Study: Healthy eating is privilege of the rich ›

Nothing new, but I am glad to see 1) data to back up what everyone knows, and 2) strong wording. “Privilege of the rich” is not a phrase I’m used to reading in mainstream news.

SEATTLE — A healthy diet is expensive and could make it difficult for Americans to meet new U.S. nutritional guidelines, according to a study published Thursday that says the government should do more to help consumers eat healthier.

An update of what used to be known as a food pyramid in 2010 had called on Americans to eat more foods containing potassium, dietary fiber, vitamin D and calcium. But if they did that, the journal Health Affairs said, they would add hundreds more dollars to their annual grocery bill.

Inexpensive ways to add these nutrients to a person’s diet include potatoes and beans for potassium and dietary fiber. But the study found introducing more potassium in a diet is likely to add $380 per year to the average consumer’s food costs, said lead researcher Pablo Monsivais, an assistant professor in the Department of Epidemiology and the School of Public Health at the University of Washington.

"We know more than ever about the science of nutrition, and yet we have not yet been able to move the needle on healthful eating," he said. The government should provide help for meeting the nutritional guidelines in an affordable way.

He criticized some of the marketing for a healthy diet — for example, the image of a plate of salmon, leafy greens and maybe some rice pilaf — and said a meal like that is not affordable for many Americans.

Food-assistance programs are helping people make healthier choices by providing coupons to buy fruits and vegetables, Monsivais said, but some also put stumbling blocks in front of the poor.

He mentioned, as an example, a Washington state policy making it difficult to buy potatoes with food assistance coupons for women with children, even though potatoes are one of the least expensive ways to add potassium to a diet.

The study was based on a random telephone survey of about 2,000 adults in King County, Wash., followed by a printed questionnaire that was returned by about 1,300 people. They note what food they ate, which was analyzed for nutrient content and estimated cost.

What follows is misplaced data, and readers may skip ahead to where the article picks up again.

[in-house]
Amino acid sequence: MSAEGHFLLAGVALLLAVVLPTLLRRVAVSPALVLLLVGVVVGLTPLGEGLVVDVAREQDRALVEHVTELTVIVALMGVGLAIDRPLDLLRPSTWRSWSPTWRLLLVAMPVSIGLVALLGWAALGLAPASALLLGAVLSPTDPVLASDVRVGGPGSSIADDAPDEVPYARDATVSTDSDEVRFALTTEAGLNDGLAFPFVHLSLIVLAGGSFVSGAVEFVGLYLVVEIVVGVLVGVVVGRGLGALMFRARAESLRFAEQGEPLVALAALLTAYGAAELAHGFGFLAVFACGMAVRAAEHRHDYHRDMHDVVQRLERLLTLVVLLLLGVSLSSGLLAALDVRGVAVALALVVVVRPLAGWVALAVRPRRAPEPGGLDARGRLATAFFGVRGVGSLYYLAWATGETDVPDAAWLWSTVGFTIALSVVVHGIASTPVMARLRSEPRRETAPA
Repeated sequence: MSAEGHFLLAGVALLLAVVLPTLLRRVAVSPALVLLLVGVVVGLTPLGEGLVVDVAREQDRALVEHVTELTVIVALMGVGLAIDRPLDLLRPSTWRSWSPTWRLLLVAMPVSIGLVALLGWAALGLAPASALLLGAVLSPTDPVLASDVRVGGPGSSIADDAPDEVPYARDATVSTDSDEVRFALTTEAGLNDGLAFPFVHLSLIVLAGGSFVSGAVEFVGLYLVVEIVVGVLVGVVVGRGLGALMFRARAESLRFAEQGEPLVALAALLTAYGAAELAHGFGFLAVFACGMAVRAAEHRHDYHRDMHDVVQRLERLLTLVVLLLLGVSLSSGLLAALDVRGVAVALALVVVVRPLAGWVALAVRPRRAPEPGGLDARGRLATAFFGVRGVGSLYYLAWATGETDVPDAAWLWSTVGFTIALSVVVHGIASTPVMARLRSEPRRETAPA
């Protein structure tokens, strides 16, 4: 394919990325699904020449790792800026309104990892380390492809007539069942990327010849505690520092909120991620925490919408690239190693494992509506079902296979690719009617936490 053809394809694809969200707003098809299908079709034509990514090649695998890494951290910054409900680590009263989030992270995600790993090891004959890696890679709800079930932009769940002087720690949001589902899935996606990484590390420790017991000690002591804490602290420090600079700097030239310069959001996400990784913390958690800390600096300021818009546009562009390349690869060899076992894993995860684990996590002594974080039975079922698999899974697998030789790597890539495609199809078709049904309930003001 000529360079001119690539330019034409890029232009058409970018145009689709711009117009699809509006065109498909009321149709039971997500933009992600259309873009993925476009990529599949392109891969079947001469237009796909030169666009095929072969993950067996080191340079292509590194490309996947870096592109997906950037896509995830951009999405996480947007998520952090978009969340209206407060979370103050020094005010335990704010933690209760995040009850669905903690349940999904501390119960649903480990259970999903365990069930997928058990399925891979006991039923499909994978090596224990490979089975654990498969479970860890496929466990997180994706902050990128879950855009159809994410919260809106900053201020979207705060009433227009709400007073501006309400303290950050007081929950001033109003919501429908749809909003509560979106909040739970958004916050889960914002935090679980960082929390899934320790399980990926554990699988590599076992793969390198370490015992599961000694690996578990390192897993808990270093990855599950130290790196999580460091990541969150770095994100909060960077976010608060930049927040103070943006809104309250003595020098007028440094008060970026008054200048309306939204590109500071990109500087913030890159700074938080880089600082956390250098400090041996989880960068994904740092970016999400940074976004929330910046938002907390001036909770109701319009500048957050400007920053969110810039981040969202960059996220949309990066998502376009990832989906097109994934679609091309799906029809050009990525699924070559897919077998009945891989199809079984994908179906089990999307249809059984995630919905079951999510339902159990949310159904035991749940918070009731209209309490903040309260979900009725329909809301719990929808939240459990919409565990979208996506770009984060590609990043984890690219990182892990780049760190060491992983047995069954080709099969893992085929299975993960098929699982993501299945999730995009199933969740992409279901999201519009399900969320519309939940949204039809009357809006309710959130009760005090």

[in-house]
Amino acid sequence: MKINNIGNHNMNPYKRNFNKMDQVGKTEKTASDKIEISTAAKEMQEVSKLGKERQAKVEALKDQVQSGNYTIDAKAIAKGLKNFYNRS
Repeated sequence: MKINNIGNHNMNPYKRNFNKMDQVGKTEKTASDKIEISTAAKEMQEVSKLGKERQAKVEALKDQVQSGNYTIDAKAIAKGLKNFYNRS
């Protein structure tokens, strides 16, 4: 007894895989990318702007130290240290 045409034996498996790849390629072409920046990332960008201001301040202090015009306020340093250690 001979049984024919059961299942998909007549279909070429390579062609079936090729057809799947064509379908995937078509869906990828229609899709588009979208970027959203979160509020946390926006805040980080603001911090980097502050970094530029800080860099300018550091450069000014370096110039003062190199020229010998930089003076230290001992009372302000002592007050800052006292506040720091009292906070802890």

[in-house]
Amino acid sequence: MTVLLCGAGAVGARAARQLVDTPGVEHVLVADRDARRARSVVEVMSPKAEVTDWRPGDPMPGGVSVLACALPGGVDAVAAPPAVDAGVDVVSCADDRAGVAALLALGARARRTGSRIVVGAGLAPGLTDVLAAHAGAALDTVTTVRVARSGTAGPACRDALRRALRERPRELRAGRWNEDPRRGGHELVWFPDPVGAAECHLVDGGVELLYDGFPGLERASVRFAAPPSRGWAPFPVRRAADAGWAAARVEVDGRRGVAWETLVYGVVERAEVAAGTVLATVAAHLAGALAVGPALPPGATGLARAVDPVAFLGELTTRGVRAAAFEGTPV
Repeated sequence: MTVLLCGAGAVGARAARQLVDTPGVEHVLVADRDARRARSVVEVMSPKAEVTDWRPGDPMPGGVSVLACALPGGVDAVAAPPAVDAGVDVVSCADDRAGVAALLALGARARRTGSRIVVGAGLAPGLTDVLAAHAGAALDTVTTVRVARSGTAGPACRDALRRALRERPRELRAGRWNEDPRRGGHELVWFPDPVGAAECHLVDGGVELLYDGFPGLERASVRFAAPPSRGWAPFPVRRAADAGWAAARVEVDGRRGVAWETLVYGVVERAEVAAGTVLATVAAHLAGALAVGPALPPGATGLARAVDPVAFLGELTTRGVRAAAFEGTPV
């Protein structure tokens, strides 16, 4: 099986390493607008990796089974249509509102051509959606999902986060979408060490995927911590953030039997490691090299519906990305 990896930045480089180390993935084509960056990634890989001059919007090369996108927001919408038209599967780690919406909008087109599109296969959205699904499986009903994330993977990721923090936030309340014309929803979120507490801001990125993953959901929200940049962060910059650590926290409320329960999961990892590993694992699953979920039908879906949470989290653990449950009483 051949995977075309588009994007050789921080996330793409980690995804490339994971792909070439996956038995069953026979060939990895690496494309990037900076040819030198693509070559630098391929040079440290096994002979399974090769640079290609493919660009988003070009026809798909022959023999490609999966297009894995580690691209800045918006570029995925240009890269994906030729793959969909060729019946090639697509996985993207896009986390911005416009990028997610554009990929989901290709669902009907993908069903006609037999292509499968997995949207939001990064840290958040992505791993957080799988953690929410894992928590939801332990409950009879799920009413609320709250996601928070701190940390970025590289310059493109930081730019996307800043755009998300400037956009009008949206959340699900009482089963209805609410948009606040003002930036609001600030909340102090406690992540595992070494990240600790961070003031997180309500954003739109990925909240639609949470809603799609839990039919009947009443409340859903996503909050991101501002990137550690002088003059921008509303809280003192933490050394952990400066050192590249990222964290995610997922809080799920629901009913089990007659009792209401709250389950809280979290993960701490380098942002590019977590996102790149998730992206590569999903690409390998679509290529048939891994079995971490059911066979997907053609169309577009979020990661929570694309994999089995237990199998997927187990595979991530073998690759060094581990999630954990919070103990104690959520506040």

People who spend the most on food tend to get the closest to meeting the federal guidelines for potassium, dietary fiber, vitamin D and calcium, the study found. Those who spend the least have the lowest intakes of the four recommended nutrients and the highest consumption of saturated fat and added sugar.

Good note at the end of the article that this doesn’t even venture into trying to eat organic or local; this is just about getting basic nutrients. Also good note that this is just what people can afford to eat, assuming there’s even a grocery store with fresh produce available to them.

blog comments powered by Disqus
  1. d3k3b3 reblogged this from theradicalfoodie
  2. theradicalfoodie reblogged this from readnfight
  3. mythographers reblogged this from classragespeaks
  4. hell-baby reblogged this from ibtk
  5. ibtk reblogged this from veganmudblood
  6. veganemelda reblogged this from veganmudblood
  7. paintitback reblogged this from veganmudblood
  8. tronlives reblogged this from veganmudblood
  9. veganmudblood reblogged this from readnfight
  10. keltastrophe reblogged this from thatgreenevening
  11. ninjabikeslut reblogged this from firesandwords and added:
    This is important to understand methinks, too many times have I heard the poor being blamed for their own health...
  12. other-stuff reblogged this from stfuconservatives
  13. buckthestar reblogged this from foundorfollowed
  14. foundorfollowed reblogged this from philtippett
  15. philtippett reblogged this from classragespeaks
  16. ms-sugar reblogged this from stfuconservatives
  17. rantingnraging reblogged this from stfuconservatives
  18. mauricesmall reblogged this from callhergreen
  19. crevan-grietje reblogged this from readnfight
  20. protector-ofthe-small reblogged this from itmightbehere
  21. sharkdazzler reblogged this from stfuconservatives and added:
    Yup.
  22. bluesnkitchens reblogged this from politikalnohow
  23. xredofthehoodx reblogged this from strugglingtobeheard
  24. hungrytwins reblogged this from verticalvest and added:
    Eating healthy is very expensive. Our family spends A LOT of money trying to eat better. That doesn’t mean just more...
  25. politikalnohow reblogged this from abitofalexander
  26. mmblerggg reblogged this from stfuconservatives
  27. grayskyemourning reblogged this from ancientbruises